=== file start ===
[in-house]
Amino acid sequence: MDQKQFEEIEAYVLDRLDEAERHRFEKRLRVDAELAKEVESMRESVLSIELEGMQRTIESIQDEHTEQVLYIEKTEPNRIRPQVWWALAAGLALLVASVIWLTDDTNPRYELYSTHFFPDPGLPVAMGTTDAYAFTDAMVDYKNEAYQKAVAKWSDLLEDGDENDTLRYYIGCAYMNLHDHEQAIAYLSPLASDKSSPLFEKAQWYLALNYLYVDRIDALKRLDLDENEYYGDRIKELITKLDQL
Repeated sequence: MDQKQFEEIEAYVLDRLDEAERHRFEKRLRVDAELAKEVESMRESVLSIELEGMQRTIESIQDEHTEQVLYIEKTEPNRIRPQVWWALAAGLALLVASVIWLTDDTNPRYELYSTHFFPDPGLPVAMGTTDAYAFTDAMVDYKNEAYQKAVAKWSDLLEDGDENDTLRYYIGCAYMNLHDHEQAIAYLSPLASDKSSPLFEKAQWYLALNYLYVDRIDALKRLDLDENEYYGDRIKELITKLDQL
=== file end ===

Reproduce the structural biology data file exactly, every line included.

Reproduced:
[in-house]
Amino acid sequence: MDQKQFEEIEAYVLDRLDEAERHRFEKRLRVDAELAKEVESMRESVLSIELEGMQRTIESIQDEHTEQVLYIEKTEPNRIRPQVWWALAAGLALLVASVIWLTDDTNPRYELYSTHFFPDPGLPVAMGTTDAYAFTDAMVDYKNEAYQKAVAKWSDLLEDGDENDTLRYYIGCAYMNLHDHEQAIAYLSPLASDKSSPLFEKAQWYLALNYLYVDRIDALKRLDLDENEYYGDRIKELITKLDQL
Repeated sequence: MDQKQFEEIEAYVLDRLDEAERHRFEKRLRVDAELAKEVESMRESVLSIELEGMQRTIESIQDEHTEQVLYIEKTEPNRIRPQVWWALAAGLALLVASVIWLTDDTNPRYELYSTHFFPDPGLPVAMGTTDAYAFTDAMVDYKNEAYQKAVAKWSDLLEDGDENDTLRYYIGCAYMNLHDHEQAIAYLSPLASDKSSPLFEKAQWYLALNYLYVDRIDALKRLDLDENEYYGDRIKELITKLDQL